A study published in November 2020 on 54,898 people living in the UK,1982 of whom were vegan, found a greater risk of total and hip fractures in vegans compared to meat eaters after an average follow-up of 17.6 years.1
The authors were able to attribute some of the risk of fractures to low BMI and lower calcium and protein intakes among vegans. A relatively large number of vegans – 17% of vegan men and 28% of vegan women – had BMI below 20, which might indicate illness or low muscle mass and could negatively affect bone density. Notably, when they divided the vegans into groups by BMI, a significantly higher risk of total and hip fractures was only found in vegans with BMI below 22.5. Of course, overweight people carrying more weight have bigger muscles and bones and less fractures—but they don’t live as long.2,3 The question remains, can we get enough protein for excellent muscle and bone density, maintain a lifespan favorable BMI and still prevent fractures.
In this study, the average protein intake was 12.9% and 13.5% of calories for vegan men and women (which may be a bit low for the elderly) and 16.0% and 17.3% for meat eaters. Calcium intake was 1058 and 989 mg/day for meat eating men and women and 611 and 580 mg/day for vegan men and women. This low calcium intake likely reflects insufficient green vegetable intake by the vegans in the study.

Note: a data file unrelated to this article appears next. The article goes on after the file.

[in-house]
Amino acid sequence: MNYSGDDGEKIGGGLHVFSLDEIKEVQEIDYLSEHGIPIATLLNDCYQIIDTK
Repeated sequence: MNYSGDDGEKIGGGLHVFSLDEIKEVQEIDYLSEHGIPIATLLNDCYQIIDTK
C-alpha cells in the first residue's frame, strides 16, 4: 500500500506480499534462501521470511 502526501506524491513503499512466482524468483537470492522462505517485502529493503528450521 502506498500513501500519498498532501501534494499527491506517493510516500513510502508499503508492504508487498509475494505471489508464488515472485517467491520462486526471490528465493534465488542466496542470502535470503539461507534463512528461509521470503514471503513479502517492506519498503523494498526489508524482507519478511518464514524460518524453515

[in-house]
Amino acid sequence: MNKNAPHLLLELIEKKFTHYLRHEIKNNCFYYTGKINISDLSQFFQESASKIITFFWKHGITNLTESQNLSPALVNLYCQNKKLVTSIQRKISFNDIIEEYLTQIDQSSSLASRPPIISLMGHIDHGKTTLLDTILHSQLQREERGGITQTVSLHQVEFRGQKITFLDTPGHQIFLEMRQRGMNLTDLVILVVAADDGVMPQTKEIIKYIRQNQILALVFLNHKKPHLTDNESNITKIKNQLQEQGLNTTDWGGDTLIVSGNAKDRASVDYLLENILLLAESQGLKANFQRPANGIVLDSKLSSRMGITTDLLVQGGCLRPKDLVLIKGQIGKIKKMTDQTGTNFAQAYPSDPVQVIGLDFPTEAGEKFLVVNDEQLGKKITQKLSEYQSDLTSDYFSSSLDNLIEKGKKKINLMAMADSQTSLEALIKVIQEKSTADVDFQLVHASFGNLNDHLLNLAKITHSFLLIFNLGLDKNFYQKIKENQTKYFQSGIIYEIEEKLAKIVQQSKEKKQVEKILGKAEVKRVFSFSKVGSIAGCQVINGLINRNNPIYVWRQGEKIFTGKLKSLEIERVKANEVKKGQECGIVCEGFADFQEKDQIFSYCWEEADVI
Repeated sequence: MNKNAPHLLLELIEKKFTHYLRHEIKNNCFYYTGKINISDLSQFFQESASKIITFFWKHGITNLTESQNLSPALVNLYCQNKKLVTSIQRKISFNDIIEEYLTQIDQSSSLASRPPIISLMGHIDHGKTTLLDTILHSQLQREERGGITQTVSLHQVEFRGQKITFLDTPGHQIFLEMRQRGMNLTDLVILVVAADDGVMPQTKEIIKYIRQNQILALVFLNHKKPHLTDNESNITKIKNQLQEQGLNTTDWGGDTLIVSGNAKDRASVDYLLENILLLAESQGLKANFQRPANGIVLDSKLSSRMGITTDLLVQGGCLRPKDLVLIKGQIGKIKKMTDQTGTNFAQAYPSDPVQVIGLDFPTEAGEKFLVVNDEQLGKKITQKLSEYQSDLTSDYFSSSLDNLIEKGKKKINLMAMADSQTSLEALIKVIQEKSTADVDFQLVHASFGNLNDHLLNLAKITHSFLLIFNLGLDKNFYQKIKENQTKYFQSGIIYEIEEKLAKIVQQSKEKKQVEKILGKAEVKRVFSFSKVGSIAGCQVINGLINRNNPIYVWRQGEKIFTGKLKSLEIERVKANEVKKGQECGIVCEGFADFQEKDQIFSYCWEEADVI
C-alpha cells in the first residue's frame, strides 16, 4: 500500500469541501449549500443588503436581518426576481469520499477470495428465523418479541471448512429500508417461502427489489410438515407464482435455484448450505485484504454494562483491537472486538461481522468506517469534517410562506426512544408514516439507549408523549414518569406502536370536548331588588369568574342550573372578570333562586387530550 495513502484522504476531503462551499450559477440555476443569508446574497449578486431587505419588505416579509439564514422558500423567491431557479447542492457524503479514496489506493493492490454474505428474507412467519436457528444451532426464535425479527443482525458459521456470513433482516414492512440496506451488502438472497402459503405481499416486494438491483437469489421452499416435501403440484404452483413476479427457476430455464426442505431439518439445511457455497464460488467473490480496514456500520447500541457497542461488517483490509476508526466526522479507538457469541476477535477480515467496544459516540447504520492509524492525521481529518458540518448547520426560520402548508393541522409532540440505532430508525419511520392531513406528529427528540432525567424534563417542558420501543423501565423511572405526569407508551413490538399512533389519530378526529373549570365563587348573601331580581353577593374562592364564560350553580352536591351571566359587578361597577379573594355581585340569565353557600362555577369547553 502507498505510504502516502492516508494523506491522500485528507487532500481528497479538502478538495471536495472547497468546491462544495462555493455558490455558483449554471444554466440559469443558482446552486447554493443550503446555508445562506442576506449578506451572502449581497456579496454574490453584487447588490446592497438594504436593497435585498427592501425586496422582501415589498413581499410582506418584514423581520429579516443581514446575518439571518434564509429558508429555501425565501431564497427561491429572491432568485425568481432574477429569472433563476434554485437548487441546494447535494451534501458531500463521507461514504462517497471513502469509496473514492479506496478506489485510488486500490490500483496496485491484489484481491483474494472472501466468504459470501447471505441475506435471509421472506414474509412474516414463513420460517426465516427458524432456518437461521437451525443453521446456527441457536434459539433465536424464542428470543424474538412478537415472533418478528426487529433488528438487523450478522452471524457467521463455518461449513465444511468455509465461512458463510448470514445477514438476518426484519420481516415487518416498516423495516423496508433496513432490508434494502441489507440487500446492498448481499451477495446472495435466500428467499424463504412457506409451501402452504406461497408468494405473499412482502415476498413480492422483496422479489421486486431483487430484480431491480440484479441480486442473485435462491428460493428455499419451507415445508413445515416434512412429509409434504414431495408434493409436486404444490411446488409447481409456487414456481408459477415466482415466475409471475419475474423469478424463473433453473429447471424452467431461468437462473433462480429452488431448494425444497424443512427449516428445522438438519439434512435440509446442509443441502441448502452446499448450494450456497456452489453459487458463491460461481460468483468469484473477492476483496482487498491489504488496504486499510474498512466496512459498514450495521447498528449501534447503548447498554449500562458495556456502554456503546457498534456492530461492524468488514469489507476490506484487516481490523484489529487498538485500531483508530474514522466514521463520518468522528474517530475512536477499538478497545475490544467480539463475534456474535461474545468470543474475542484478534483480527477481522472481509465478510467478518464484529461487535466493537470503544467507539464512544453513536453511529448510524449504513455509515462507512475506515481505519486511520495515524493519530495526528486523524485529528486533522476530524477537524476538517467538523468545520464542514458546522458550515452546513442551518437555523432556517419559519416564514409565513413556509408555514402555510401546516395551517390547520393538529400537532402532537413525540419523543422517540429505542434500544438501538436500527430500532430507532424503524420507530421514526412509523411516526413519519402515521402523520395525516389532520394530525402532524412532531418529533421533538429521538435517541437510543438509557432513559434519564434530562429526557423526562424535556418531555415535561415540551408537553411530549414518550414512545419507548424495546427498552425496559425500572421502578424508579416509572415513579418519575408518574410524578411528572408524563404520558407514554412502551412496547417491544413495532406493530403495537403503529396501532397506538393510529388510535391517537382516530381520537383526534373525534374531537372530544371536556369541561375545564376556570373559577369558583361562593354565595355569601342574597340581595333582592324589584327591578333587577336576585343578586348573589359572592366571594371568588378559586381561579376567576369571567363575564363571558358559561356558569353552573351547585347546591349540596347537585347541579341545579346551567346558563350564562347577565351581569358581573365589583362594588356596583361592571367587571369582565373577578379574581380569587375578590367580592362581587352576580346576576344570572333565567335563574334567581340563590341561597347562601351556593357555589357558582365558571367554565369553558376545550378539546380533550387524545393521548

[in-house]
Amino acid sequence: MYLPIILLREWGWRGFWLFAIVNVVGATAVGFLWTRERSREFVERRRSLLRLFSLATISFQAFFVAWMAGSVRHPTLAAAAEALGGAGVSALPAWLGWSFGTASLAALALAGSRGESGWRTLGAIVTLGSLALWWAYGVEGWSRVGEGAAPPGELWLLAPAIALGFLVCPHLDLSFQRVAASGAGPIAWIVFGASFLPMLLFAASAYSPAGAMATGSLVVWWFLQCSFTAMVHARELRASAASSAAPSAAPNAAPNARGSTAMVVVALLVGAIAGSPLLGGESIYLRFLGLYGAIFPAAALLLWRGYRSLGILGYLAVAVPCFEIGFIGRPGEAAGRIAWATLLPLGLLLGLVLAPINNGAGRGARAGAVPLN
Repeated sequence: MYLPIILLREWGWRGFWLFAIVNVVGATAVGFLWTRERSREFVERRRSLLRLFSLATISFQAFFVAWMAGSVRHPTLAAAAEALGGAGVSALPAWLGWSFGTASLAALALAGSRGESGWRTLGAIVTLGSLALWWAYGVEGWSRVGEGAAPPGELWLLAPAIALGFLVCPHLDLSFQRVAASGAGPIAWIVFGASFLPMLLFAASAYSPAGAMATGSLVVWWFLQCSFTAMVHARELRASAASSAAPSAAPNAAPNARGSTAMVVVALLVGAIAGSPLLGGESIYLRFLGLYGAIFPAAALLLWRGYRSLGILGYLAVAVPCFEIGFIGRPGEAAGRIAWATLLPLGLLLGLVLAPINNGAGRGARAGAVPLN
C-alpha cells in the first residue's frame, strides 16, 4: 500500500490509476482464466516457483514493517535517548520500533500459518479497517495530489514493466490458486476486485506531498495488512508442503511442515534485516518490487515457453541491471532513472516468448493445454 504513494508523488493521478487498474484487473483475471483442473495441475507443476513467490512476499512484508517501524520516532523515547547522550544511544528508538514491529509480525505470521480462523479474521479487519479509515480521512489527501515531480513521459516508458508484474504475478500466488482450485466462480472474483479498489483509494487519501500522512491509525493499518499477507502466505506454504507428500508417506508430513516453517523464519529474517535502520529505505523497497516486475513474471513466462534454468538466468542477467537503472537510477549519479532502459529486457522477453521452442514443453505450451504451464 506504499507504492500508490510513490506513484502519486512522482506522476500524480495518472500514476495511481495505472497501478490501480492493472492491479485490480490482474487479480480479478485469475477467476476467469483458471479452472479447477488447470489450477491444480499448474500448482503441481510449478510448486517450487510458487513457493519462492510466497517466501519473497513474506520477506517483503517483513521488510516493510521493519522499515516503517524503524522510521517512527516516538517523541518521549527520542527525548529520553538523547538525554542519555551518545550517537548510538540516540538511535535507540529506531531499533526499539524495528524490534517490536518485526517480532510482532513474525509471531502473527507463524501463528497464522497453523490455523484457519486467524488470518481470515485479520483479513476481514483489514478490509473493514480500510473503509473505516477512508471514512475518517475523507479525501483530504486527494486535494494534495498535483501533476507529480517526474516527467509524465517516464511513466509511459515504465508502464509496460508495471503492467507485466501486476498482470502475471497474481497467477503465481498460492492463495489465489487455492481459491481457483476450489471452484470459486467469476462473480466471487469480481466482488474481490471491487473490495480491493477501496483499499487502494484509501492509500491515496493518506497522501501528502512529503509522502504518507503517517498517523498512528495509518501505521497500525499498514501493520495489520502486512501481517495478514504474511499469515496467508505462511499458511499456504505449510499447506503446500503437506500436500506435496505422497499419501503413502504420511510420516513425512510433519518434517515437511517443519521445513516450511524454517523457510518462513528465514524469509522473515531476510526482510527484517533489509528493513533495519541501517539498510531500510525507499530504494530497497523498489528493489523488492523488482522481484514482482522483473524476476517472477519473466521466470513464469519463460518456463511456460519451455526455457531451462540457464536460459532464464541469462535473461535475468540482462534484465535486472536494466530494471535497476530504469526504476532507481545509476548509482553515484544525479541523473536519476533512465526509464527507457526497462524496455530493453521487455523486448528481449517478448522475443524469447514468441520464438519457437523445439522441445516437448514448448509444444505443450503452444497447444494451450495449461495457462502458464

The authors noted these factors – BMI, calcium intake, and protein intake – did not fully explain the difference in fracture risk between meat eaters and vegans, saying additional unknown factors likely also contributed.
For example, the researchers had no information on what supplements participants were taking or what type of exercise they engaged in. Rates of regular exercise were low in all groups but higher in vegans; 29% of meat eaters and 41% of vegans reported engaging in “moderate or high physical activity.”
Insufficient vitamin D, strength training, or intake of green vegetables and other bone-protecting plant foods could potentially be contributors. In other studies, diets higher in vegetables, fruits, minerals, and phytochemicals are linked to better bone health.4-6
Related: Preventing Osteoporosis
Vegans did consume more legumes, nuts, vegetables, and fruits than meat eaters, but on average, vegetable intake was only 173-200 g/day, which is less than two cups of vegetables daily.
Average legume intake was 30 g/day, which is only one-sixth of one cup of beans or lentils. Average intake of nuts was less than one ounce/day, and seed intake was not mentioned in the study. This low intake of whole plant foods suggests the vegans in the study were likely getting too many calories from refined carbohydrates and processed foods.